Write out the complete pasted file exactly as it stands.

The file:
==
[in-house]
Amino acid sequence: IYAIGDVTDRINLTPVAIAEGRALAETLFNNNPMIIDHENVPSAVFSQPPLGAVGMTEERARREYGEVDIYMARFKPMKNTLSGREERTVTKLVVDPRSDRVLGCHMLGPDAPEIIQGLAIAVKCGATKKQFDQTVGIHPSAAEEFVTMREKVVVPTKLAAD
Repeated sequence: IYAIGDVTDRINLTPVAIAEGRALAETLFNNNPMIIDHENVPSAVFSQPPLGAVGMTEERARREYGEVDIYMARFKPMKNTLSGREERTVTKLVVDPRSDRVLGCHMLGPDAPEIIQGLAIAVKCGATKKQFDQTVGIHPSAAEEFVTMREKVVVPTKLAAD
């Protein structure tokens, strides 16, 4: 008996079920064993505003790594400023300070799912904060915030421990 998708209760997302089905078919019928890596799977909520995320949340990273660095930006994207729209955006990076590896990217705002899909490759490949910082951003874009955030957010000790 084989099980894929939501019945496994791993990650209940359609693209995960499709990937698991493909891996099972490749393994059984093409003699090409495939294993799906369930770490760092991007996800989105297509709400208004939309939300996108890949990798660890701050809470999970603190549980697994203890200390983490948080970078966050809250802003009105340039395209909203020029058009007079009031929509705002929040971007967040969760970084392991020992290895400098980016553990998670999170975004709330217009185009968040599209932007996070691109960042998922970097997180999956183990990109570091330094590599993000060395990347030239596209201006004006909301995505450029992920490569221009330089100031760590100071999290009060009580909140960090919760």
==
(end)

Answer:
[in-house]
Amino acid sequence: IYAIGDVTDRINLTPVAIAEGRALAETLFNNNPMIIDHENVPSAVFSQPPLGAVGMTEERARREYGEVDIYMARFKPMKNTLSGREERTVTKLVVDPRSDRVLGCHMLGPDAPEIIQGLAIAVKCGATKKQFDQTVGIHPSAAEEFVTMREKVVVPTKLAAD
Repeated sequence: IYAIGDVTDRINLTPVAIAEGRALAETLFNNNPMIIDHENVPSAVFSQPPLGAVGMTEERARREYGEVDIYMARFKPMKNTLSGREERTVTKLVVDPRSDRVLGCHMLGPDAPEIIQGLAIAVKCGATKKQFDQTVGIHPSAAEEFVTMREKVVVPTKLAAD
């Protein structure tokens, strides 16, 4: 008996079920064993505003790594400023300070799912904060915030421990 998708209760997302089905078919019928890596799977909520995320949340990273660095930006994207729209955006990076590896990217705002899909490759490949910082951003874009955030957010000790 084989099980894929939501019945496994791993990650209940359609693209995960499709990937698991493909891996099972490749393994059984093409003699090409495939294993799906369930770490760092991007996800989105297509709400208004939309939300996108890949990798660890701050809470999970603190549980697994203890200390983490948080970078966050809250802003009105340039395209909203020029058009007079009031929509705002929040971007967040969760970084392991020992290895400098980016553990998670999170975004709330217009185009968040599209932007996070691109960042998922970097997180999956183990990109570091330094590599993000060395990347030239596209201006004006909301995505450029992920490569221009330089100031760590100071999290009060009580909140960090919760």